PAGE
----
Based on the first two sentences from The Lord of the Rings, it was long believed that im is a specifically 1st person pronoun or reflexive pronoun: “I” or “myself”. Beneath a table of possessive suffixes from 1957, the pronoun im appears next to two others, ech and est (2nd and 3rd person), which may be a more extensive reflexive or emphatic paradigm (PE17/46). In notes on im Narvi hain echant written between the 1st and 2nd edition of The Lord or the Rings, Tolkien said:

im, emphatic separate nominative of 1st person sg. “I, I myself”. Cf. Old Q imne. Im unclear if m of sg. 1 or reflexive singular (PE17/41).

Here it Tolkien was uncertain whether im was an emphatic 1st person pronoun, or a reflexive pronoun, but I think it likely Tolkien considered im to be the subject of the sentence “I, Narvi, made them” when he first wrote it. However, in notes from 1969 Tolkien made it clear im was a general reflexive, not specifically 1st person:

im does not mean “me”, but = “self(same)” and is general reflexive; anim “to self” … But im Narvi hain echant cannot = “I, Narvi” since verb is 3 pers. It must mean “It was Narvi himself” (sc. it was verily Narvi) who made them (VT47/37-38).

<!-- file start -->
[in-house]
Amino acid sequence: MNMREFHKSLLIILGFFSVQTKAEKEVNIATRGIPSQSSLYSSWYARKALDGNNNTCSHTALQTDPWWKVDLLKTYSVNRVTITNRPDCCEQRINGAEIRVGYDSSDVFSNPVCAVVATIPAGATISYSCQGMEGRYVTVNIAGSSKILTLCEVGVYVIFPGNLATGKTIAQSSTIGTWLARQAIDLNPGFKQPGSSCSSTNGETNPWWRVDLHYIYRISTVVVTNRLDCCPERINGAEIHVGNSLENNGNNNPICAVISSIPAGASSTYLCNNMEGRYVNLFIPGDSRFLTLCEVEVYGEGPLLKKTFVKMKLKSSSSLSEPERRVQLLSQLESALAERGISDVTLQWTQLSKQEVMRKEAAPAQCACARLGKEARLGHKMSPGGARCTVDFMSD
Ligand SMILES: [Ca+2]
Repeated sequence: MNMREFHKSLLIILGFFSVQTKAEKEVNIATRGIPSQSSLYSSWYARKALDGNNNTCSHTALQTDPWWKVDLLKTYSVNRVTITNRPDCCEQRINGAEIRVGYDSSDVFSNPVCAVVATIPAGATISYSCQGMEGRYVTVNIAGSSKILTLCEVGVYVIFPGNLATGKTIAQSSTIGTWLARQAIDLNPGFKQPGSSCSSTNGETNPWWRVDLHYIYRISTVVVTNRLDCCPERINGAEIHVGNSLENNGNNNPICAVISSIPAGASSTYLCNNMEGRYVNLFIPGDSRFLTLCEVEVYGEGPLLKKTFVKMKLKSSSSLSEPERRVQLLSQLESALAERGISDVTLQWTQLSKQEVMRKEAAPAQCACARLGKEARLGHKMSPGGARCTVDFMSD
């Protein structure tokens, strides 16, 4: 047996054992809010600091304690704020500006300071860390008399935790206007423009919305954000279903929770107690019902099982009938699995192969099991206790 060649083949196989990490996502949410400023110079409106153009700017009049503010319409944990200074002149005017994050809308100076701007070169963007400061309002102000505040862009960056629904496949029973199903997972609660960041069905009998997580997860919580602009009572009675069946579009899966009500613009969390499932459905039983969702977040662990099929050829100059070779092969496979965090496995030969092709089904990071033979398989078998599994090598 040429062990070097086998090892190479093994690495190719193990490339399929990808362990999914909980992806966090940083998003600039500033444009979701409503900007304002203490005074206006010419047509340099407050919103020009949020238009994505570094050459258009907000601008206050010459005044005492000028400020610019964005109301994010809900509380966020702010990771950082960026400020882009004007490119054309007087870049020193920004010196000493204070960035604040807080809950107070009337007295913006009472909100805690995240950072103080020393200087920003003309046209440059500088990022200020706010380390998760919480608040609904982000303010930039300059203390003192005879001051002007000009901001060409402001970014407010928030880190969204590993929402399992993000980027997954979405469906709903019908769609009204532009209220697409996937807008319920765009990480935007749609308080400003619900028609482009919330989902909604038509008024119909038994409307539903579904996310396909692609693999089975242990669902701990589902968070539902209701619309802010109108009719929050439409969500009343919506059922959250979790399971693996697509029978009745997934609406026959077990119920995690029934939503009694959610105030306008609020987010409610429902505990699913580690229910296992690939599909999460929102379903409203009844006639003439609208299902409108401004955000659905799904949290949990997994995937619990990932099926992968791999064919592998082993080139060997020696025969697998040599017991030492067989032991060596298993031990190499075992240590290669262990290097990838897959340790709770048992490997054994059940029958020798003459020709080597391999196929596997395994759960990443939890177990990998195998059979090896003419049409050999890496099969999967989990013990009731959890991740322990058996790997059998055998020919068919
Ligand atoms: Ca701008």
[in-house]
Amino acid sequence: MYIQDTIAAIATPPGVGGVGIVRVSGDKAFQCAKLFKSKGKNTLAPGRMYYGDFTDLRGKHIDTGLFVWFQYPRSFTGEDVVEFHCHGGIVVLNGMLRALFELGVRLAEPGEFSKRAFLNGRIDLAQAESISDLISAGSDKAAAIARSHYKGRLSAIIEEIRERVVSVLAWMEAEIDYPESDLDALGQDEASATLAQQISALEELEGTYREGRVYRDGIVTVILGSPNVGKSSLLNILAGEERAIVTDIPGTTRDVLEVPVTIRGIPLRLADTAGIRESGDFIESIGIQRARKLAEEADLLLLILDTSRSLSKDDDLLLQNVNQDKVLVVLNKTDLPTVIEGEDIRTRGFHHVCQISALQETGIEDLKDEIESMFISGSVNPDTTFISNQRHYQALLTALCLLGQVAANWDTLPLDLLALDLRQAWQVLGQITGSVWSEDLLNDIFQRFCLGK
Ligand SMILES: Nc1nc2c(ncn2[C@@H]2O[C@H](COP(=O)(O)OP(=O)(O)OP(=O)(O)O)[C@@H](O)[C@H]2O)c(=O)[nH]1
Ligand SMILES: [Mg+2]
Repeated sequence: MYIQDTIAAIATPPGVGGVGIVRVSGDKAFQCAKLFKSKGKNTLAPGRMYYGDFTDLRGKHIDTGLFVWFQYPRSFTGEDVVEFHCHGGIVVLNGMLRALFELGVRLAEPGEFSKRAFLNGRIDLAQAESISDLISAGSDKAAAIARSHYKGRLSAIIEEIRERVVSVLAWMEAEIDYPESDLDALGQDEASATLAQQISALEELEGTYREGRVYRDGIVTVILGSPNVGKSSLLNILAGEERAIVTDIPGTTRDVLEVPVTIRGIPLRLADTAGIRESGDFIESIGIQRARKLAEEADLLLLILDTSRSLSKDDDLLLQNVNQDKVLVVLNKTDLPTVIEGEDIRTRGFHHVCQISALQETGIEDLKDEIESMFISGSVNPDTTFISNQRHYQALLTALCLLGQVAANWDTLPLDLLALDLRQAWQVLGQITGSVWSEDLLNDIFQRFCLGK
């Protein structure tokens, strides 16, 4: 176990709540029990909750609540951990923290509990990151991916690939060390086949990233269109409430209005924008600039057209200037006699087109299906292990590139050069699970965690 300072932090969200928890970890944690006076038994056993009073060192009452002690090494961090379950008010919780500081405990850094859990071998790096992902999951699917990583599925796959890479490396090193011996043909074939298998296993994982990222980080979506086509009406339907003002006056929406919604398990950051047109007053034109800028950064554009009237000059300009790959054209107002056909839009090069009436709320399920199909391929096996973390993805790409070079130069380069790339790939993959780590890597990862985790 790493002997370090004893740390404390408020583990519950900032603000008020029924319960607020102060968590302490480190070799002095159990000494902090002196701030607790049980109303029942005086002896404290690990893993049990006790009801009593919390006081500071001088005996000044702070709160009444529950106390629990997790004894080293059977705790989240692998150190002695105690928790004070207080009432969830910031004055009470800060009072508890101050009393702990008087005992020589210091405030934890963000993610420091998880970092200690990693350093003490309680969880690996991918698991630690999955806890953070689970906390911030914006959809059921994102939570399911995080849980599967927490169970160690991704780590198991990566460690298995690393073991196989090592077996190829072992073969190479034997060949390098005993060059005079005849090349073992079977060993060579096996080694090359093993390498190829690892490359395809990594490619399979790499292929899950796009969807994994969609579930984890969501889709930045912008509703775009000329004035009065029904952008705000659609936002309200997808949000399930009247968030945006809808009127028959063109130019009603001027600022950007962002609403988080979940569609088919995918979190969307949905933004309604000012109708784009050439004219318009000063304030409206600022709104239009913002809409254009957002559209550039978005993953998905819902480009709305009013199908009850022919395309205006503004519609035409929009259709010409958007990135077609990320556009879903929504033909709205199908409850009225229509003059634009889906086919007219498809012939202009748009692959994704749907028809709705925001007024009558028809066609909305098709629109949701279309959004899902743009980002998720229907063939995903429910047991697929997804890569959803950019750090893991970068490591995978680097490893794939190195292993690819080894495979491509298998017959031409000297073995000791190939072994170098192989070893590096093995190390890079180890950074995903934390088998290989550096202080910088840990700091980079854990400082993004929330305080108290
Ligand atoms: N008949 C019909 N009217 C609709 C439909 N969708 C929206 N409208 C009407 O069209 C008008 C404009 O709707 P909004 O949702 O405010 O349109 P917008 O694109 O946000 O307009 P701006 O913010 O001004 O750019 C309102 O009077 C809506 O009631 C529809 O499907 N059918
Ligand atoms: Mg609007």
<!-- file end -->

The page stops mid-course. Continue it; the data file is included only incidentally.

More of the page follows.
Nearby Tolkien wrote the unglossed phrase im Elrond echanthel, which seems to illustrate this use of this general reflexive with a 2nd person -l, and perhaps means “*(your)self Elrond, you drew [them]”. In another note from around this time period Tolkien wrote:

In Sindarin (owing to clash with the reflexive im < immā, immō) imm, im (< imbī) only survived in imlad = T. imbe, and imrad “a path or pass between mountains, hills or trackless forest”. Cf. Imladris “the Canyon of the Cleft” (VT47/14).

This derivation of reflexive im from the more generic inanimate and animate immā, immō supports the notion that it was a general reflexive usable with all persons, equivalent to “self”, and I would recommend that use for Neo-Sindarin.

Conceptual Development: We have a complete pronominal paradigm from Gnomish of the 1910s (PE13/97) as discussed in the entry of subject suffixes. The Gnomish language had noun cases, and its pronouns had different forms for different cases, as indicated by various forms of G. gwe- “you (pl.)” which had nominative, possessive and dative forms gweth, gwethra and gwir (GL/44).

After the 1910s, however, complete pronominal paradigms appear only in the form of subject suffixes, with the exception of a paradigm of possessive suffixes from 1957 (PE17/46). Isolated independent pronouns appear in a variety of places in the published courpse, but it is currently difficult to determine how these examples might fit into the larger picture of Sindarin pronouns. Tolkien wrote several lengthy discussions of pronouns that remain unpublished, which will hopefully shed more light on this topic.